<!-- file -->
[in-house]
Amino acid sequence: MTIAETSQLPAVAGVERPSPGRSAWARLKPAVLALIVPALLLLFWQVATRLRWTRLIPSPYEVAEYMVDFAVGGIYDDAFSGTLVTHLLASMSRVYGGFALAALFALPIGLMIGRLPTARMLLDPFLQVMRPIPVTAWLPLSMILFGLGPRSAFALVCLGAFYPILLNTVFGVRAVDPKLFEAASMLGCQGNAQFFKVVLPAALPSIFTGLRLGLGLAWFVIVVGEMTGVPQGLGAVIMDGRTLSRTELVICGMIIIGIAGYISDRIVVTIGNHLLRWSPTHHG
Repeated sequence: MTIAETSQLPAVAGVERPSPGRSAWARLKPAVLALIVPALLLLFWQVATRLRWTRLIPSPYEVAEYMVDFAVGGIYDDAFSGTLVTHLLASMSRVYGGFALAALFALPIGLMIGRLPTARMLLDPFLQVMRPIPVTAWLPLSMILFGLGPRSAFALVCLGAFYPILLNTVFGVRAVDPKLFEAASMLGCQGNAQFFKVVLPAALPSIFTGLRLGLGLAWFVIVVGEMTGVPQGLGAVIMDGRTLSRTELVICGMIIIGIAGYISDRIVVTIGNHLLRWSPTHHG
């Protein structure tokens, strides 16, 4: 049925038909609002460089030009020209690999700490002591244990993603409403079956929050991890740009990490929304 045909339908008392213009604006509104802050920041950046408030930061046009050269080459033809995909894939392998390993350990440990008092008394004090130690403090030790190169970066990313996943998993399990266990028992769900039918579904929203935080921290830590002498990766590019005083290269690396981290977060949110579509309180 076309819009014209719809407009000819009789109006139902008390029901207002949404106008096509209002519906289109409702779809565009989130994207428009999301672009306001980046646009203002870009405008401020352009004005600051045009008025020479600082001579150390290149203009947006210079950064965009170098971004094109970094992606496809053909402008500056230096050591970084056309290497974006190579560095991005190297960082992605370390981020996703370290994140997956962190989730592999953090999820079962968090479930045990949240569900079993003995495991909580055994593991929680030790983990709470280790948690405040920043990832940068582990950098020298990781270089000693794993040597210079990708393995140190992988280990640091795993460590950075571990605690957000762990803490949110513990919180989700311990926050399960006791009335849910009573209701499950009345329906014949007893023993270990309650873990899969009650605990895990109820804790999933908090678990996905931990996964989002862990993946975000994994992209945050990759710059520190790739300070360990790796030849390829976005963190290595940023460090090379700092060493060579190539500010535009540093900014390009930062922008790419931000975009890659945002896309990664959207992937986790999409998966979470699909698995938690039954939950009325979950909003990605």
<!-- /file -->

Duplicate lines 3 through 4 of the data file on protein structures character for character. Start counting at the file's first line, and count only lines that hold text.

Repeated sequence: MTIAETSQLPAVAGVERPSPGRSAWARLKPAVLALIVPALLLLFWQVATRLRWTRLIPSPYEVAEYMVDFAVGGIYDDAFSGTLVTHLLASMSRVYGGFALAALFALPIGLMIGRLPTARMLLDPFLQVMRPIPVTAWLPLSMILFGLGPRSAFALVCLGAFYPILLNTVFGVRAVDPKLFEAASMLGCQGNAQFFKVVLPAALPSIFTGLRLGLGLAWFVIVVGEMTGVPQGLGAVIMDGRTLSRTELVICGMIIIGIAGYISDRIVVTIGNHLLRWSPTHHG
């Protein structure tokens, strides 16, 4: 049925038909609002460089030009020209690999700490002591244990993603409403079956929050991890740009990490929304 045909339908008392213009604006509104802050920041950046408030930061046009050269080459033809995909894939392998390993350990440990008092008394004090130690403090030790190169970066990313996943998993399990266990028992769900039918579904929203935080921290830590002498990766590019005083290269690396981290977060949110579509309180 076309819009014209719809407009000819009789109006139902008390029901207002949404106008096509209002519906289109409702779809565009989130994207428009999301672009306001980046646009203002870009405008401020352009004005600051045009008025020479600082001579150390290149203009947006210079950064965009170098971004094109970094992606496809053909402008500056230096050591970084056309290497974006190579560095991005190297960082992605370390981020996703370290994140997956962190989730592999953090999820079962968090479930045990949240569900079993003995495991909580055994593991929680030790983990709470280790948690405040920043990832940068582990950098020298990781270089000693794993040597210079990708393995140190992988280990640091795993460590950075571990605690957000762990803490949110513990919180989700311990926050399960006791009335849910009573209701499950009345329906014949007893023993270990309650873990899969009650605990895990109820804790999933908090678990996905931990996964989002862990993946975000994994992209945050990759710059520190790739300070360990790796030849390829976005963190290595940023460090090379700092060493060579190539500010535009540093900014390009930062922008790419931000975009890659945002896309990664959207992937986790999409998966979470699909698995938690039954939950009325979950909003990605």